Yahoo, 3rd October

WASHINGTON (Reuters) - U.S. and British warplanes patrolling a "no-fly" zone
over southern Iraq attacked an Iraqi military air defense center southeast
of Baghdad on Thursday, the U.S. military said.

The strike was launched at 4:30 a.m. EDT (0830 GMT) and at 12:30 p.m. in
Iraq against an air defense and operations center near Tallil, about 160
miles southeast of Baghdad, the U.S. Central Command said in a release from
its Tampa, Florida, headquarters.

The command said the strike was in response to attempts to shoot down the
warplanes with both anti-aircraft missiles and artillery.

A Pentagon spokesman said the target was a military communications hub for
radar surveillance and anti-aircraft missile sites in the southern no-fly

Defense Secretary Donald Rumsfeld told reporters last week that he had
ordered U.S. aircraft to strike at more "fixed" air defense targets such as
buildings and command and control centers in response to attempts to shoot
down the patrolling American and British jets.

There have now been 46 strikes this year by U.S. and British aircraft
policing two no-fly zones in northern and southern Iraq set up after the
1991 Gulf War. Thirty-six of those have come in the southern zone.

The frequency of the air strikes against Iraq has fluctuated over the decade
since the Gulf War, but they have increased sharply in recent months as
speculation has grown that President Bush might order an invasion to oust
Iraqi President Saddam Hussein, whom Washington accuses of developing
weapons of mass destruction.

The no-fly zones, which Baghdad does not recognize, were imposed to protect
a Kurdish enclave in the north and Shi'ite Muslims in the south from
possible attacks by the Iraqi government.

"Today's strike came after Iraqi air defenses fired anti-aircraft artillery
and surface-to-air missiles at Coalition aircraft in the Southern No-Fly
Zone," the Florida-based Central Command said in a statement.

"Coalition strikes in the no-fly zones are executed as a self-defense
measure in response to Iraqi hostile threats and acts against coalition
forces and their aircraft."

The last strike in the southern no-fly zone was against a military mobile
radar near Al Kut on Tuesday.,0005.htm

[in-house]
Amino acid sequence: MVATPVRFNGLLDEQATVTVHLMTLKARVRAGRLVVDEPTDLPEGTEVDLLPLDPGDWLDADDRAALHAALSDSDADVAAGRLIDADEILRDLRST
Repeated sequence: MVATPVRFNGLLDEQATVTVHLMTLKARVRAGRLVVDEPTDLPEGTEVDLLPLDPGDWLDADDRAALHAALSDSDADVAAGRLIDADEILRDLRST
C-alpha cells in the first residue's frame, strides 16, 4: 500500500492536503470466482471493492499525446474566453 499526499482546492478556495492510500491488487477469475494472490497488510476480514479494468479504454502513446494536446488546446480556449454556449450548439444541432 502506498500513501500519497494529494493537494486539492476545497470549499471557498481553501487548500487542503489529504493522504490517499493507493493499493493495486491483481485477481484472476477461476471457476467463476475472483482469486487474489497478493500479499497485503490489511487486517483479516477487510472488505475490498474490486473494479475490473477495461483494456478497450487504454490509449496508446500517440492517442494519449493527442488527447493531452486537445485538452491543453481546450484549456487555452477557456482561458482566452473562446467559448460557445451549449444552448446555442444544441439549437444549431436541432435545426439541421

Hindustani Times, 4th October

Five Iraqi civilians were killed and 11 others wounded when US and British
warplanes bombed southern Iraq on Thursday, an Iraqi military spokesman
said, quoted by the official INA news agency.

"Enemy warplanes bombed civilian installations in the town of Nassiriyah,
375 kilometers south of Baghdad, killing five Iraqi civilians and wounding
11 others," the spokesman said.

He claimed surface-to-air missiles and anti-aircraft batteries had forced
the "enemy warplanes to flee to their base in Kuwait," and that the US and
British aircraft had conducted 55 raids over 18 areas in the south of the
country during the day.

The US military said earlier that US and British warplanes struck in
southern Iraq today after an aircraft came under fire as it dropped leaflets
on Iraqi air defence positions warning gunners not to fire on coalition
aircraft or "You could be next."

Pentagon spokesman Lieutenant Dan Hetlage said US and British planes
attacked an Iraqi air defense headquarters and operations center which was
believed to be the source of the fire.

With the United States also stepping up pressure for a renewed international
campaign against Iraq, the raid was near Tallil, about 250 kilometers
southeast of Baghdad, he said.

"The air strike was in retaliation for shooting at the aircraft dropping the
leaflets that say don't shoot at us," Hetlage said.


by Guy Dinmore in Arbil, Iraq, and Najmeh Bozorgmehr in Tehran
Financial Times, 30th September

For the first time in eight years, Iraq's rival Kurdish factions will today
hold a joint session of parliament as they search for a united strategy
ahead of an expected US-led military overthrow of Saddam Hussein's
government in Baghdad.

The meeting of the National Assembly in Arbil in northern Iraq, just 10km
from the front line with Iraqi forces, follows concerted pressure from the
US administration on the Kurds to bury their differences and establish their